On January 28, 2021, the world learned that the legendary Cicely Tyson had made her transition from this earth. She began her career as a model before transitioning her beauty and talent to the stage. While the list of achievements and accolades that could be given for her performances are undoubtedly long, I would like to offer a different perspective of a life led with dignity that should serve as an example to each of us.
Her impact on the world can be seen through the millions of beloved fans she accumulated throughout long-lasting career. Whether you were drawn to her chiseled cheekbones and flawless skin or the way she commanded an audience through her many performances, Cicely Tyson carved a space in your psyche that demanded you remember her greatness. This impact inspired people across cultures and generations, but the trail she blazed for black women in the early 1970s just after the height of the Black Power Movement is undeniable. Her impact can be felt as she began to deliver to the world something that was rarely seen on the big screen, black women in a positive light. Her striking beauty began to chisel the negative image of black women away and create a space for us that was not previously available.
Through her roles, she was able to influence the image of black women and black people portrayed in film. It has been well documented that Ms. Tyson refused to accept a role just because it paid well. She once said, “In my early years, there were a number of experiences that made me decide I could not afford the luxury of just being an actress. There were a number of issues I wanted to address. And I wanted to use my career as a platform.” She did not want to just be an entertainer, she wanted to teach the world that black people contributed positively to society which was in stark contrast to the usual portrayals seen in films previously. Her decision to do so did not always result in a steady stream of work, but that did not deter her from holding steadfast to her principles. Her influence in the entertainment industry helped change the narrative of black people to the world and carved a space for her as well as all that came after her.
Whether it was the cover of a magazine, Broadway stage, television or the movie screen, Cicely Tyson inspired generations to be bold and beautiful while standing on one’s dignity. She encouraged people of all backgrounds to hold fast to their morals and lead a life that will not only benefit you but move others to change. Her decision to commit her career to portraying the humanity of black people through her characters showed the dignity and worth of every individual. Her life’s work changed the narrative of black people in the entertainment industry. At the age of 96, she wrote in her recently published memoir, Just As I Am, “I am a woman who, at long last, has something meaningful to say.” On the contrary and with all due respect to Ms. Tyson, her meaningful words and actions have been inspiring millions of us for decades.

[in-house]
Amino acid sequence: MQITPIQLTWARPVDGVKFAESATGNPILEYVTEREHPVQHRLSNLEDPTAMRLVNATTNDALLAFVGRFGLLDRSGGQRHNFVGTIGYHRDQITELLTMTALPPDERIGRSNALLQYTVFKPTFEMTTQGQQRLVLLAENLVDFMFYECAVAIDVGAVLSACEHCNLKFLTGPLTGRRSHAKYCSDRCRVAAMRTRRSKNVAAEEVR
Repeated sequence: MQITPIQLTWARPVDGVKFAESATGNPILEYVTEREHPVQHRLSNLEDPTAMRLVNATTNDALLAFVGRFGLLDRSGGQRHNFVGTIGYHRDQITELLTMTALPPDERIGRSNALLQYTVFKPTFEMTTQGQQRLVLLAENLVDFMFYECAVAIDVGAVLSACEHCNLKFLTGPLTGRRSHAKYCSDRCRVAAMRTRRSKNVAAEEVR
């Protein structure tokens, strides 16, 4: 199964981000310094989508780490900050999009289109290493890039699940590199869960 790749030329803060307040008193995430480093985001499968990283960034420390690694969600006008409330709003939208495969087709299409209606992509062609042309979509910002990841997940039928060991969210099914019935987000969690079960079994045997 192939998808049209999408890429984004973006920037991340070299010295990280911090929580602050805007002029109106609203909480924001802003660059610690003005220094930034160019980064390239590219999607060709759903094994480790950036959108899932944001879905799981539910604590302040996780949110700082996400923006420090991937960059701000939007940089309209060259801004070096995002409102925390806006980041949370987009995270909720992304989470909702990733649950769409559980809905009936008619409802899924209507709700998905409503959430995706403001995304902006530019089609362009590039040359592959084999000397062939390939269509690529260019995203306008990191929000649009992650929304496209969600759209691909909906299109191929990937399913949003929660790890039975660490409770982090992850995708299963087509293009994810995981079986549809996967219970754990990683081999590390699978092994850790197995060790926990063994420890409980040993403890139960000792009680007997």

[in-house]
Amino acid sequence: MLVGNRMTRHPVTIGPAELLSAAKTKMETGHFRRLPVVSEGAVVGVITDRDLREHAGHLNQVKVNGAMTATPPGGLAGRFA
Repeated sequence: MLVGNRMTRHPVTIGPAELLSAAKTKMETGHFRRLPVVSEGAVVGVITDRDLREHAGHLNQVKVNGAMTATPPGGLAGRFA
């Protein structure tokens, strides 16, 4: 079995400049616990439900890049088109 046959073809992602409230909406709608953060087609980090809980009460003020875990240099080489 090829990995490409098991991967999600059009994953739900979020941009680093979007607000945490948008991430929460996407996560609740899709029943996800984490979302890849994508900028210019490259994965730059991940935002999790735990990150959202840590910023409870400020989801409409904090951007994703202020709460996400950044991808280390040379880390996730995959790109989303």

Photo credit: PA MEDIA
Dr. Melita Pope Mitchell is a veteran educator and advocate for adults and underrepresented populations in higher education. She holds a Bachelor of Arts degree in African American World Studies from the University of Iowa in Iowa City, Iowa. In addition, she holds a Master of Arts degree in Higher Education Administration from the University of Michigan in Ann Arbor, Michigan. She completed her Doctor of Education degree in Adult and Community College Education from North Carolina State University in Raleigh, North Carolina. As a doctoral student, she was inducted into Kappa Delta Pi International Honor Society in Education, The Honor Society of Phi Kappa Phi and Golden Key International Honour Society. Her doctoral research addressed the Factors Influencing Prospective African American Doctoral Students’ Selection of For-Profit Institutions and was presented at the 31st Annual International Society for the Scientific Study of Subjectivity Q Conference in Ancona, Italy. Dr. Mitchell is a member of the ECMC Foundation Postsecondary CTE Research Fellows Class of 2020.
Throughout her 22-year career in higher education, she has held positions in both student and academic affairs at the University of Michigan, University of North Carolina at Charlotte and Johnson C. Smith University. She has worked with traditional and non-traditional students in higher education. Dr. Mitchell was recently appointed the Interim Dean of the Metropolitan College of Professional Studies at Johnson C. Smith University (JCSU) in Charlotte, North Carolina. In this role, she oversees the Business and Economics, Evening and Online and Health and Human Performance Departments. Prior to her appointment, she served as the Assistant Dean and Director of Evening & Online Programs at JCSU since 2015. In this capacity, she supported adult learners from enrollment through graduation. Dr. Mitchell served as Metropolitan College of Professional Studies Evening & Online Programs Department Chair supporting full time and adjunct faculty. She has also served as an Adjunct Assistant Professor at Johnson C. Smith University since October 2011. In this capacity, she has instructed traditional and non-traditional students in the face to face and online delivery formats. She previously served as a Board Member of the North Carolina Adult Education Association. A dedicated alumna of the University of Iowa, she has served on the University of Iowa Alumni Association Board of Directors, University of Iowa Foundation Alumni Leadership Council and founded the Iowa Black Alumni Network in 2009. Dr. Mitchell is a Diamond Life Member Delta Sigma Theta Sorority, Inc. She resides in Charlotte, North Carolina with her husband and two sons.